Lying to Patients: No Huge Ethical Failure, Says Bioethicist

Arthur L. Caplan, PhD


February 10, 2012

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I am Art Caplan, and I am at the University of Pennsylvania in the Department of Medical Ethics and Health Policy. Today I would like to talk to you about a pretty thorny subject and one that is fascinating because it is so ethically rich: Should doctors ever lie to their patients?

The trigger for this discussion is a study that just came out that found that doctors do lie. In fact, the study found that 20% of more than 2000 doctors surveyed admitted that they had not told patients the truth when an error had taken place. They found out that more than 10% hadn't discussed financial conflicts of interest, and 15% said they gave a rosier picture about prognosis and risk and benefit with respect to a disease.

There has been a good deal of interest in this survey, and the public and some media reports are saying that this is shocking. We expect our physicians to always be truthful; this survey apparently shows that there is a considerable amount of lying going on, withholding of the truth, and not being forthright. What's wrong? Is there a huge ethical failure going on out there among doctors and medical practitioners?

The answer is no. It is inexcusable and not advisable to lie about an error. You may dodge a bullet on that one by having the patient not find out, but if it really affects their care, if they wind up harmed, if they wind up having to pay more and it comes out later that you didn't tell the truth or that there was an omission of the fact that an error occurred, you are going to get clobbered. I have seen it again and again in courtrooms. It may seem the easiest way out, to avoid telling the truth when an error takes place, but getting it out there and getting it over with early is the best protection in terms of malpractice associated with error. It isn't lying.

With respect to financial conflict of interest, patients have a right to know about it, and it should be brought up. But a lot of patients don't care, so you can get around that very quickly. You don't have to lie or withhold information. You can simply offer the patient the opportunity to know that you see a lot of drug representatives or that you went out to dinner and learned about this drug, and they probably will say, "Doctor, I don't care. What do you think is the right thing for me to do?" Making the offer is a better way to deal with something that a lot of patients don't think is all that important.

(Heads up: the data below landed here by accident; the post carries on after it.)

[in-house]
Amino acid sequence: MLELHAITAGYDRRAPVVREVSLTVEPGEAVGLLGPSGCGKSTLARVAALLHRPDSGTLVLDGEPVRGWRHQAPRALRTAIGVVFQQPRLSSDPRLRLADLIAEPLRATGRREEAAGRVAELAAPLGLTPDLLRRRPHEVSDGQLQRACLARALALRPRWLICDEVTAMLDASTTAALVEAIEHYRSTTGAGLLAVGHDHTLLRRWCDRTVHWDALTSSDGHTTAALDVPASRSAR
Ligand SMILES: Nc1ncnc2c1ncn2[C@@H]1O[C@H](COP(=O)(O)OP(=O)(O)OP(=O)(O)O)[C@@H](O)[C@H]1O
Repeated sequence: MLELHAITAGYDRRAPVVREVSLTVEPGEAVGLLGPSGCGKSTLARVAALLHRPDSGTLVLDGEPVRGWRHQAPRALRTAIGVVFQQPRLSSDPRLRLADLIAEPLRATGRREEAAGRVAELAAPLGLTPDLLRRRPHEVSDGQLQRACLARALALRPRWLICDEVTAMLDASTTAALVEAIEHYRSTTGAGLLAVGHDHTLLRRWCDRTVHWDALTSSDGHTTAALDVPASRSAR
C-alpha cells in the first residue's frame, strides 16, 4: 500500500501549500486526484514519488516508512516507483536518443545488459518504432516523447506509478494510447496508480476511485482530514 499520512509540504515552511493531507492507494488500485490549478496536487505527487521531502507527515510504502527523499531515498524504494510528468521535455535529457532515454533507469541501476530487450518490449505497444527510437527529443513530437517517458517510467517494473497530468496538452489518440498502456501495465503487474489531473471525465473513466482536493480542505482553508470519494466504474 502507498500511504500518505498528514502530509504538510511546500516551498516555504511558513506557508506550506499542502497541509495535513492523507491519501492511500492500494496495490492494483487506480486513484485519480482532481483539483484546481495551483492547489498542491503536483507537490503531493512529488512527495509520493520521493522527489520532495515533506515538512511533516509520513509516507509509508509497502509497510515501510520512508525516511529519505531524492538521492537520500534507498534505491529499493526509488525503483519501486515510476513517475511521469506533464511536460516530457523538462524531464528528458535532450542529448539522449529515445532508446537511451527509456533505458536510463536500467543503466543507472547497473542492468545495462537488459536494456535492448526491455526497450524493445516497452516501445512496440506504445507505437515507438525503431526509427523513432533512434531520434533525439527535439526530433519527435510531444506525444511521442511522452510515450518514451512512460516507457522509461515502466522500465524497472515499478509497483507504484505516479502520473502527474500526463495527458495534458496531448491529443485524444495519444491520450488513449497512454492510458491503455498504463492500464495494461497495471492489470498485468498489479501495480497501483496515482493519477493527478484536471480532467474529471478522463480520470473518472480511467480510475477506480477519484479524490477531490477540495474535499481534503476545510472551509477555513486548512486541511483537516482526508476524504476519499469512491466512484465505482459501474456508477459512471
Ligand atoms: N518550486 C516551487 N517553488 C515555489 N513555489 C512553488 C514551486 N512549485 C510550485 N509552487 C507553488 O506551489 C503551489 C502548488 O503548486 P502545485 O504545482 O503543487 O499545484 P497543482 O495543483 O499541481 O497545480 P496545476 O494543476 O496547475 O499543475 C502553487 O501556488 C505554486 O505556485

What about that circumstance in which a better prognosis is offered than is really the case for the patient? That circumstance, and a couple of other topics, are real ethical gray zones. It is not as clear that lying is always bad. Think about the use of a placebo. If you think that you can save a patient money and save them a lot of risk and side effects by giving them a placebo to see if it will calm their anxiety or help restore their sexual function, I am not sure that it is always wrong to prescribe a placebo. It is controversial, but I am not sure one is always wrong in trying to deal with a difficult or noncompliant patient, or one who has a bad, unhealthy lifestyle.

Is it wrong to "up the ante" a little bit and scare the patient more than you might otherwise about the consequences that might follow from their bad behavior? I am not sure that that is wrong either. The goal is good, and by being a little bit on the far end of the truth about what could happen to them, I am not sure that it isn't worth it. With respect to the "rosy prognosis," if someone has cancer or Parkinson disease or Alzheimer disease, I'm not sure that they want to hear in the first visit exactly what is going to happen to them or the grim nature of the statistics.

You might say that telling the truth is a noble thing to do, an important thing to do, and it is the way that we are going to keep patients trusting the doctor. At the same time, however, truth is not an event; it is a process. The survey may have failed to capture that insight. Telling the truth is important, but letting it come across in a humane way, letting it come across sometimes in "dribs and drabs" so that the patient can absorb it and not be psychologically devastated or emotionally harmed, is the right thing to do.

So, don't lie about mistakes, don't lie about conflict of interest, and be forthright when things go wrong. When there is a reason not to be trusted, let the patient decide how they want to manage that. Truth is a better policy. In some other areas, the truth, although it ought to come out eventually, is probably something that is more of a tool to be worked with in trying to help patients than it is an absolute necessity all of the time.

I am Art Caplan at the University of Pennsylvania. Thanks for watching.